Reporting by the Press Association
A phone recovered from a man on trial for terrorism offences contained three copies of a livestream of the 2019 mass shooting in New Zealand, a court has heard.
The attack was carried out on a mosque in Christchurch by Brenton Tarrant, who killed 51 people and injured 40 others.
An iPhone belonging to Sam Imrie, 24, also contained a number of images glorifying the New Zealand shooter, with the words “Brenton Tarrant did nothing wrong”, “hail Tarrant” and “Saint Tarrant”.
Giving evidence on Wednesday, Detective Constable Murray Cairns of the Edinburgh organised crime and counter-terrorism unit described the footage of the attack as “horrific.”
He told the court: “(Tarrant) carried out a filming session of the attack. He livestreamed it at first, which was copied and then went massive on the internet.”
Asked to describe the video, he said: “It’s horrific. It starts with him driving, playing music before arriving at the Islamic centre.
“You see him getting the weapon from his car, going to the Islamic centre, you can see people walking towards him and he starts shooting, murdering them.
“You see him going from room to room, getting back into his vehicle.
“It’s graphic, you see him deciding when to fire and when not to fire.”
Imrie has been charged with posting statements on social media platform Telegram suggesting he was going to carry out an attack on the Fife Islamic Centre in Glenrothes, Fife.
The 24-year-old has also been accused of planning to stream live footage of “an incident”.
DC Cairns told the High Court in Edinburgh he had retrieved the files from the accused’s phone on July 31 2019.
The court was also shown images from the accused’s Facebook page.
The cover photo on the Facebook page was described in court as Adolf Hitler, standing in front of a microphone, addressing a crowd.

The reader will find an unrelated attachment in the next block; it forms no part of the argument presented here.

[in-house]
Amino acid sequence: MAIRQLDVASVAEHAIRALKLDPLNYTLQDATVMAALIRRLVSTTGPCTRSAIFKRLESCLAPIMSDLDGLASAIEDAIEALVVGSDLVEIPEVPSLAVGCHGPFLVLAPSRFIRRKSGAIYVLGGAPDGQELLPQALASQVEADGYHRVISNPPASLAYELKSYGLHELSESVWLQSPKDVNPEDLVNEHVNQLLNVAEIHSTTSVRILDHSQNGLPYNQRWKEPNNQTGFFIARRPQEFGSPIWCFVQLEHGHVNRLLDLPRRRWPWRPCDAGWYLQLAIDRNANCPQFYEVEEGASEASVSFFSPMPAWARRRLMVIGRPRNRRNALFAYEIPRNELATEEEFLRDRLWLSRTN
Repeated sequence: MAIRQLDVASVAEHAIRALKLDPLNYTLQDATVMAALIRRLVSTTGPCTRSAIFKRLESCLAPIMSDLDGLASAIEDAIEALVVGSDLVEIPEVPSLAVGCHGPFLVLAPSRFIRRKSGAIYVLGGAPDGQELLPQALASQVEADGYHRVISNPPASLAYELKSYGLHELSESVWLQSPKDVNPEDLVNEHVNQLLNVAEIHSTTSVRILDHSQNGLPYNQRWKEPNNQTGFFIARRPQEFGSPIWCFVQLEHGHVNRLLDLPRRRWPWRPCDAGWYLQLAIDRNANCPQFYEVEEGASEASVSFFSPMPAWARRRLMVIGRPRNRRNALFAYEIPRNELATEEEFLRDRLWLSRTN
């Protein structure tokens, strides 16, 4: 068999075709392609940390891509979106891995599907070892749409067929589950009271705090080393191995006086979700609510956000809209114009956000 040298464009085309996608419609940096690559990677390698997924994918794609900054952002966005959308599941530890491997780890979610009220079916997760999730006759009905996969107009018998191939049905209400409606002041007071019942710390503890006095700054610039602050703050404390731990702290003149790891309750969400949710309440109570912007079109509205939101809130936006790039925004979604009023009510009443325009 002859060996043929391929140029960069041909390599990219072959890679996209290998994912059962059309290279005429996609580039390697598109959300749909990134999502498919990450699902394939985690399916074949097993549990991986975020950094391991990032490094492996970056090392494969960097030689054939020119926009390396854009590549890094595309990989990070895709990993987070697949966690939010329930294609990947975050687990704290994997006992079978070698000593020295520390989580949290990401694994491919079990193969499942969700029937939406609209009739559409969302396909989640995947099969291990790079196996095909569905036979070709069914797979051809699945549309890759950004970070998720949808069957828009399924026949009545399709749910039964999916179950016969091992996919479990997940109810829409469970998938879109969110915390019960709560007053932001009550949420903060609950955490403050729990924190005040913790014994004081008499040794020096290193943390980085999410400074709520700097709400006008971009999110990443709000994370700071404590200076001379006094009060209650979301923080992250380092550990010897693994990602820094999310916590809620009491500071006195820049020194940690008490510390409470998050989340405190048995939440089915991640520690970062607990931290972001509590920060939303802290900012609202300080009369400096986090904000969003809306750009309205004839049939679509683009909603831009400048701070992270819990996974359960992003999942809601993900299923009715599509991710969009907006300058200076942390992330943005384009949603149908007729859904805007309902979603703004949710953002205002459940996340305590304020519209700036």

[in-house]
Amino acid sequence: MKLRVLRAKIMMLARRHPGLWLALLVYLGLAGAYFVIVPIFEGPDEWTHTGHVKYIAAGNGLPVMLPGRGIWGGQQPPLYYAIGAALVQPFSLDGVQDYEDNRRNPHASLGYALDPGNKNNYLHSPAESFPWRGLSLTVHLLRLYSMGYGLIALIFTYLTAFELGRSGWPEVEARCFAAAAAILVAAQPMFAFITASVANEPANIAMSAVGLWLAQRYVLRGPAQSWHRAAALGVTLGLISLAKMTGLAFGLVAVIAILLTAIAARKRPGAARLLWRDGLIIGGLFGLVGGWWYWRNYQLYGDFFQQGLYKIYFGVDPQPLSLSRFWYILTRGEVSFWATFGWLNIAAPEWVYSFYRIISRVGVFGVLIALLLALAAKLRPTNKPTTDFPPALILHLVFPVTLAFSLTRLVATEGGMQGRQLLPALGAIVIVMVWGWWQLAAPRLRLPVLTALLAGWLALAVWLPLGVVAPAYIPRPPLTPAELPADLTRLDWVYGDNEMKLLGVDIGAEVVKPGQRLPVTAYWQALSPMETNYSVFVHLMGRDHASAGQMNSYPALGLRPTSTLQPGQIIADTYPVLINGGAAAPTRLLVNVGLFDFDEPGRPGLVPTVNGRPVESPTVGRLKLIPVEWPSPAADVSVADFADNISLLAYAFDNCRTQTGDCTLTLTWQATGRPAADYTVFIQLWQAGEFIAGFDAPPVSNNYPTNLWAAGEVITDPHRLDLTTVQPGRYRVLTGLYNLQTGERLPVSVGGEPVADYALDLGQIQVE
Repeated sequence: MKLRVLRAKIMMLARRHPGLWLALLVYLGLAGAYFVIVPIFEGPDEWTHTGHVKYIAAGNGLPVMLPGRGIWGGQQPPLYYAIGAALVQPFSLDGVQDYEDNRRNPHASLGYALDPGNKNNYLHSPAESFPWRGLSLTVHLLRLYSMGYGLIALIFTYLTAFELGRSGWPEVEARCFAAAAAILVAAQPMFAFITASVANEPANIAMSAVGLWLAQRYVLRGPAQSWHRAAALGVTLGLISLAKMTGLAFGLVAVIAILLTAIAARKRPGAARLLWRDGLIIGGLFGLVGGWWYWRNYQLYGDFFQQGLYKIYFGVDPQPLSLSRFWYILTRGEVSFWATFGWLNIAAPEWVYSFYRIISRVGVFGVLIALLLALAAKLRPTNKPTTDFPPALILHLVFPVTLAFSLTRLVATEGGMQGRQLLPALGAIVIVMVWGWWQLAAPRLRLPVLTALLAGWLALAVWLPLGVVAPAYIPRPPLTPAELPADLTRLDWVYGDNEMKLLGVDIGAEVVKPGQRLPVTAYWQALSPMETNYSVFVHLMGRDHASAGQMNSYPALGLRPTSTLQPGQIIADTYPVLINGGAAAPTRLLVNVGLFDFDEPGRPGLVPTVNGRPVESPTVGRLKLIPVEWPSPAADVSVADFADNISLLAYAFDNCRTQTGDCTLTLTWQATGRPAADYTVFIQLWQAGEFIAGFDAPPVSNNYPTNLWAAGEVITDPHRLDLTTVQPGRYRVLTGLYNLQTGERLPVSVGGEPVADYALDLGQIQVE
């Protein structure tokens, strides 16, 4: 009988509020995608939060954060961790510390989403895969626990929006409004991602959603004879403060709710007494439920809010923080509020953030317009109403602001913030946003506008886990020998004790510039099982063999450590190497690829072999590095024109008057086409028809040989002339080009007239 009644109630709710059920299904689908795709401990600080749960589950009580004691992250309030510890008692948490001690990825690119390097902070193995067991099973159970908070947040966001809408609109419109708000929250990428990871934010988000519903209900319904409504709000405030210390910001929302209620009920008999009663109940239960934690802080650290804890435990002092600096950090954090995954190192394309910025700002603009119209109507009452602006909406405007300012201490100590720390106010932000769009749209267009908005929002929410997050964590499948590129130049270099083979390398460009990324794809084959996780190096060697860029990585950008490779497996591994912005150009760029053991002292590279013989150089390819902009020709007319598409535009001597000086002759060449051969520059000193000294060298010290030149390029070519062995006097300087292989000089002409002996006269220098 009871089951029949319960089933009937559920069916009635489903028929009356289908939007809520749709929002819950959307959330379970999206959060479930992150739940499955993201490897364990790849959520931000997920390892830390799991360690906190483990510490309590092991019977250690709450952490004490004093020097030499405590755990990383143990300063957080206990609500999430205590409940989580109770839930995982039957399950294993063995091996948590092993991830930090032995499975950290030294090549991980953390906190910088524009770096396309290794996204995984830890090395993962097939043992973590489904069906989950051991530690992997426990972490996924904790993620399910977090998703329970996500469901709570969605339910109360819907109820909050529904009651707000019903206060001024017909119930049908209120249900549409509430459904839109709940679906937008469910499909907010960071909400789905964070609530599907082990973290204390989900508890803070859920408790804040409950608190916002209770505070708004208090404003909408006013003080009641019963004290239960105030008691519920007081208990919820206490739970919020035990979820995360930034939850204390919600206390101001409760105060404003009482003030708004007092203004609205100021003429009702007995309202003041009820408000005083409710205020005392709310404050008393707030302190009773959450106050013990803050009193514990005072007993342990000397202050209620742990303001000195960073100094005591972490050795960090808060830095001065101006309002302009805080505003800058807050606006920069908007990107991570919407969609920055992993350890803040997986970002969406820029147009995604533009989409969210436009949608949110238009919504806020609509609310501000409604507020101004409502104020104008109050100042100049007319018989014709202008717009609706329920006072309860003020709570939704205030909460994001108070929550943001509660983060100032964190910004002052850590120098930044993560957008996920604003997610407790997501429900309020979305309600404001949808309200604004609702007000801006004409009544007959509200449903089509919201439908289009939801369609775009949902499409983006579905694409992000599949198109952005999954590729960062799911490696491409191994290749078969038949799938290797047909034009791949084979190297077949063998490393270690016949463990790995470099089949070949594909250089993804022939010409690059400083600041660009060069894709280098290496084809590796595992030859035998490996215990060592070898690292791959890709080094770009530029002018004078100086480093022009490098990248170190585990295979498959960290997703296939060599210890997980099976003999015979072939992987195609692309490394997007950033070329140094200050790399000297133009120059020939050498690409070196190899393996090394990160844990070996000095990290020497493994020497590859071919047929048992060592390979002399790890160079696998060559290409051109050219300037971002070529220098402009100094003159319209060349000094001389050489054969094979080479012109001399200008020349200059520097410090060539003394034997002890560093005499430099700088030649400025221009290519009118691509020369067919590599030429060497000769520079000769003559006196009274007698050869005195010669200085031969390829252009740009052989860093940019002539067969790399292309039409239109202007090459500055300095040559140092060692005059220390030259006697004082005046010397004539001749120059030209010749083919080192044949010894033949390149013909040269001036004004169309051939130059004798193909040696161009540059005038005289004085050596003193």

His biography read: “Seeing muslims suffer.”
Several symbols associated with “far right Nazism” were also posted on the Facebook page.
DC Cairns said one post which said “1488” could be explained in two parts.
The number 14 related to a sentence in Mein Kampf, a book written by Adolf Hitler, which he told the court said something along the lines of “We must assure a future for our people and a future for white children.”
He said it is associated with “modern neo-Nazi movements.”
The number 88, he said can be read as “HH” or “Heil Hitler”, with the numbers “transposed to letters”.
Later, the court heard a recording of the the accused’s interview with police on July 7 2019.
In it, he denied wanting to kill First Minister Nicola Sturgeon.
The court previously heard that Imrie had posted on the Telegram app that he wanted Sturgeon “to die”.
Asked if he wanted to kill her, he replied: “No, I just don’t want the SNP to be the most popular party.”
He told police that he was “only pretending” to set fire to a mosque.
Asked if he hated Muslims, Imrie said: “I was just being edgy and drunk. I don’t hate anybody.”
Imrie told police he was a “white nationalist”.
He denied that he wanted to harm people of colour.
DC McCormack, conducting the interview, asked Imrie if he “understood how it looked” to threaten to set fire to a mosque on the Telegram app.
He replied: “I guess so. That’s not how it was. I didn’t do it.”
Among other charges, Imrie is accused of being in possession of neo-Nazi, antisemitic and anti-Muslim material, extreme pornography, including indecent images of children, and an image involving a human corpse.
He is also charged with driving while under the influence of drugs and alcohol in July 2019.
He denies all of the nine charges against him, three of which come under the Terrorism Act.
The trial, before Lord Mulholland, continues.
Reporting by the Press Association